Low in the west the evening star was setting, while clouds of Heaven's constellations looked down upon the heart communion of two souls. To Mary Kingsley's eyes salt tears had come.
"Ma Okoyong, I admire you, the greatest and most Christian woman of this coast. I would give anything to have your faith, but I can't, I can't: when God made me, there was lost the part that one believes with."
Had Mary Kingsley then been won by Mary Slessor, and the two joined hands for Christ and Africa, it is difficult to say what might not have been done; but Mary Kingsley left, and shortly after died ...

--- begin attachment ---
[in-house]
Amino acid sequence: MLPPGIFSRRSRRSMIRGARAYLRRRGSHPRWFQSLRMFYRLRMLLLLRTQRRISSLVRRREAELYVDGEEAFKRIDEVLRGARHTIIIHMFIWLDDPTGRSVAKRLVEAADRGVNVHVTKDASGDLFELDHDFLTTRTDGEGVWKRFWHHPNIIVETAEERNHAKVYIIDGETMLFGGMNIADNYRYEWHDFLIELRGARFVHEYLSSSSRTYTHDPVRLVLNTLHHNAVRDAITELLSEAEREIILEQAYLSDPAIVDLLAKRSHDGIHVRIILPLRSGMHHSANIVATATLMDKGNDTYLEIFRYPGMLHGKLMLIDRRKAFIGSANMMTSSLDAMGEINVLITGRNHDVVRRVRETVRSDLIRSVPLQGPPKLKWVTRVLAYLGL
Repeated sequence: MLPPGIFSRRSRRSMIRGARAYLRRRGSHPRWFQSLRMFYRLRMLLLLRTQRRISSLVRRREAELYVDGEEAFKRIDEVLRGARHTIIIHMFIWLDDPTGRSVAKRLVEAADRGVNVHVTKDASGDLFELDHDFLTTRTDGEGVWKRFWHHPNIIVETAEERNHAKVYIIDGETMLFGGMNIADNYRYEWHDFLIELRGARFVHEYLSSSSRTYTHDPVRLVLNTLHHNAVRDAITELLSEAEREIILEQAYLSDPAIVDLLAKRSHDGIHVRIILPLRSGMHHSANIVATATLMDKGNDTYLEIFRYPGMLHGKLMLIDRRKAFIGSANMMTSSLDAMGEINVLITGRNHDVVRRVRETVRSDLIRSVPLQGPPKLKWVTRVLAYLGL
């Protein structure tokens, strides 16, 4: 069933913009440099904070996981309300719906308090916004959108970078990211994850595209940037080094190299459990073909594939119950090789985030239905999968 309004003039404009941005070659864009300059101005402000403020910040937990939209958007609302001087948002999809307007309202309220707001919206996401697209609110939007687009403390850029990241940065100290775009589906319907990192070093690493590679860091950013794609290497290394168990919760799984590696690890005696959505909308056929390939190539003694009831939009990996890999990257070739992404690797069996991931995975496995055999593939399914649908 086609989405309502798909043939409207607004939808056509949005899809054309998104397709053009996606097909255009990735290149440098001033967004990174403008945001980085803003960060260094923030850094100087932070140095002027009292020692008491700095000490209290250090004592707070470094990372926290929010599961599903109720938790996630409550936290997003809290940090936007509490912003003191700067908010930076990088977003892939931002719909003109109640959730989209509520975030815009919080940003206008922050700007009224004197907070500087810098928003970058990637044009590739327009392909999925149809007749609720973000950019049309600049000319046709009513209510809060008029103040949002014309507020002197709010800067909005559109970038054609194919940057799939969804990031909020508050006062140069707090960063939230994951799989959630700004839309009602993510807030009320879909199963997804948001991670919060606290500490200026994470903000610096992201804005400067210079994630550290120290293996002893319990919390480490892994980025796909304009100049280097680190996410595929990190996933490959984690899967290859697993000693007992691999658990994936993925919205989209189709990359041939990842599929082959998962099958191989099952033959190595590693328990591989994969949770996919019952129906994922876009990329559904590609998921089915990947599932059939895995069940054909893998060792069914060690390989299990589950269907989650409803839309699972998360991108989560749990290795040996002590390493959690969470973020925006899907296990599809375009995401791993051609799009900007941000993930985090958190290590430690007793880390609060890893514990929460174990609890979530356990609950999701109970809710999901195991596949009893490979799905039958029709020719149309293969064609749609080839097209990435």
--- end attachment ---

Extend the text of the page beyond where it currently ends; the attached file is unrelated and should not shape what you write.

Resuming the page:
Thirty years have gone by into the "Never never" since Mary Slessor first reached the Bight of Benin, and stepped ashore at Duke Town. Further and further inland she pressed the frontier of her influence, by way of Old Town, Creek Town, Ekenge and Akpap, Arochuku, Itu, Ikotobong, Use, Ikpe, and now she has reached her final earthly destination, Odoro lkpe. The three mission stations close to the coast she found when first she arrived have grown to twelve main stations and many out-stations. She has been government agent and vice-president of the native court, the only woman judge in the British Empire. She has been appointed an honorary associate of the order of the Hospital of St. John at Jerusalem for "meritorious services," honored by governors and governor-generals, by the King of England, by her fellow-missionaries and by the children of Africa she loved. She is sixty-six years old and her time of suffering and service, her time of earthly strenuous self-sacrifice is drawing to a close. Her skin is like parchment, gray her head, her shoulders bent. How many a time had not her body passed through the fiery furnace of coast fever! How many a time had she not shaken with the ague, shivering in that tropical heat, racked by malaria and dysentery! Her body, never strong, had, like a well-worn tool, come to the end of usefulness; her mind and will were still as strong as ever. What a pity that such a soul could not be given a new body — so it would seem to us with our finite minds! Were human life on earth the only aim and object of our being, then every life is but a tragedy. If, on the other hand, the teaching of the Christ be true and life on earth is but a time of preparation for higher service, the short-lived years of an apprenticeship, then the use that this woman, Mary, made of her life is part of an apprenticeship of heroes and of heroines that will be given wider spheres in the great Hereafter. The training of her will, the building of her character, the daily striving to do good and better, built up the soul of that poor weaver girl into a thing of noble stature. The stage which we are told consists of planks that mean the world, shows in the comedies and tragedies of theater naught but disjointed incidents of life. No life is comedy, though there may be comedy in life: true, many lives are tragedy, but some are not: no Christian's life is ever that, for in its very suffering is contained sublimest happiness. Christ is the great example who for the joy that was set before Him endured the Cross. That all-transcendent joy, that apotheosis, is the Christian's certain hope.